My art is of two kinds: a more impressionist landscape and a more well-rendered realism of domestic genredifferent approaches to different situations and imagery. Both approaches are thoroughly enjoyed in the medium of oil.
Different styles and time periods have been an influence in my career. Certainly the abstract element of the 20th century, the color of Impressionism, and the genre of Dutch Baroque have all played a significant role in many of my decisions. In these ways, I am unapologetically traditional. Likewise, the rural area and circumstances in which I live continuously provoke visual ideas.
First and foremost in beginning a work is my personal response to the image. As poet/critic James Schuyler is quoted: The reality of a painting does not lie in the presence or absence of subject but in conviction. Do I identify with the image? Do I like it? Do I see possibilities for a painting in it? For translating it into a pictorial structure? These are the initial questions.
The more intimate setting of the home has been repetitively used as a subject for a number of reasons. It includes an opportunity to combine geometric and organic shapes, to handle a greater variety of color, and to deal with direct and diffused natural light through doors and windows. Principles much in common with Contemporary Realismstrength of the picture plane, figure-ground dynamic between shapes, value contrast, and intensity of colorare regular goals.
In summary, my art aims for a balance between, first, the personal inspiration of a particular visual experience, and, second, the challenge of translating that experience into a picture of equal strength by using the elements of art, composition, and the medium of oil paint.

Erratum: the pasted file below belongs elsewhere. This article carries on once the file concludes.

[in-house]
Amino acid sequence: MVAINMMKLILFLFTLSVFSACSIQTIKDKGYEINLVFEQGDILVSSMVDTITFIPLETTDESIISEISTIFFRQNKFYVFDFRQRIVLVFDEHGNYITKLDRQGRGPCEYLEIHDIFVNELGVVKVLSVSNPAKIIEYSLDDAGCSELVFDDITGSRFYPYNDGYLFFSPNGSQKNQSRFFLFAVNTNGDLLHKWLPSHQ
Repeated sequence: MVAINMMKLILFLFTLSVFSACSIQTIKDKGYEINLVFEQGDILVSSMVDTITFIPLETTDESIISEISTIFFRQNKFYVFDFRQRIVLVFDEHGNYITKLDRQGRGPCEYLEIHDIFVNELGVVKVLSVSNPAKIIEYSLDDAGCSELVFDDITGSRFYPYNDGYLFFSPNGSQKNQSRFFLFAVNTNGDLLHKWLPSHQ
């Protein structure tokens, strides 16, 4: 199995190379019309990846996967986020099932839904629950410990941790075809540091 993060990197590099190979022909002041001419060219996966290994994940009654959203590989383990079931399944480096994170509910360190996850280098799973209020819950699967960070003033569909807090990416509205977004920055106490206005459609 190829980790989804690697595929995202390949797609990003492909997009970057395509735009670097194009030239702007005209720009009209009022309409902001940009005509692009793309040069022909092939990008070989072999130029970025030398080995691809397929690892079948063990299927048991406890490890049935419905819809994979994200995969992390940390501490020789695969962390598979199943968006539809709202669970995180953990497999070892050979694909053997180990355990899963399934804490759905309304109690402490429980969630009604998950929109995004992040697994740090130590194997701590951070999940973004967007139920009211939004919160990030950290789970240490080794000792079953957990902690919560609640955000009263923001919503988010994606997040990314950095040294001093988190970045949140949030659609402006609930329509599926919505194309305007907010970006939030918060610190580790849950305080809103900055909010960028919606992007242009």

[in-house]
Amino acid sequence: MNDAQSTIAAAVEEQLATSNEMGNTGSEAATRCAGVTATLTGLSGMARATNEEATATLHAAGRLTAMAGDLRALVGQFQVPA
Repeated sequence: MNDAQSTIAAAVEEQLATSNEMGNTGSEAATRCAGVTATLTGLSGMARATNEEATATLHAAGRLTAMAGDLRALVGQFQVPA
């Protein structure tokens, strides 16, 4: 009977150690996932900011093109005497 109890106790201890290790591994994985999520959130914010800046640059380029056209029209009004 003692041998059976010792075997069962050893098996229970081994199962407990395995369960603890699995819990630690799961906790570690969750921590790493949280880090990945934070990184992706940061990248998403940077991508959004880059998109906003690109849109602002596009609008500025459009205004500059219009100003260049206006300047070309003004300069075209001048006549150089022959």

Dal Macon, 2001
My point of origin is the Midwest: Des Moines, IA at birth; a suburb of St. Louis, MO through high school; and Vanderbilt University (1971) for a BA in philosophy. During the summer immediately following graduation, I worked for a health care delivery program serving isolated mountain communities of eastern Kentucky and Tennessee. This was my main introduction to the area.
After traveling and working for a year in Europe and another year in California, I returned to Milwaukee, WI, where my family lived at the time. There I lived in the inner city and became involved with community programs.
Art, however, had always been a personal priorityI had been painting with oils since the 7th gradeand I entered the local University of Wisconsin-Milwaukee for the undergraduate curriculum. At the time, Contemporary Realism was making its entry, and I had the opportunity to work under photorealist William Nichols, who was then represented by Ivan Karp at a New York gallery.
After about two and a half years of study, my wife and I (married in 1979) moved to Whitley County, Kentucky. Reasons included my previous experience in the area, friends, community work, the country lifestyle, and the artistic interests of rural imagery.
During the 80s I continuously pursued my own artexperimenting with ideas and techniques, entering competitive exhibitions, and responding to commissions. With the birth of our children (now 19 and 15), I also became the stay-at-home parent, built our home, held part- time employment as a community artist and a GED teacher, and became involved in opposing a proposed landfill.
With the 90s, I received my MFA in visual artstudio and art history credit from a low-residency program at Vermont College. Since that time, I have been increasingly productive in my art, more frequently exhibited, and have been continuously employed teaching art in local colleges.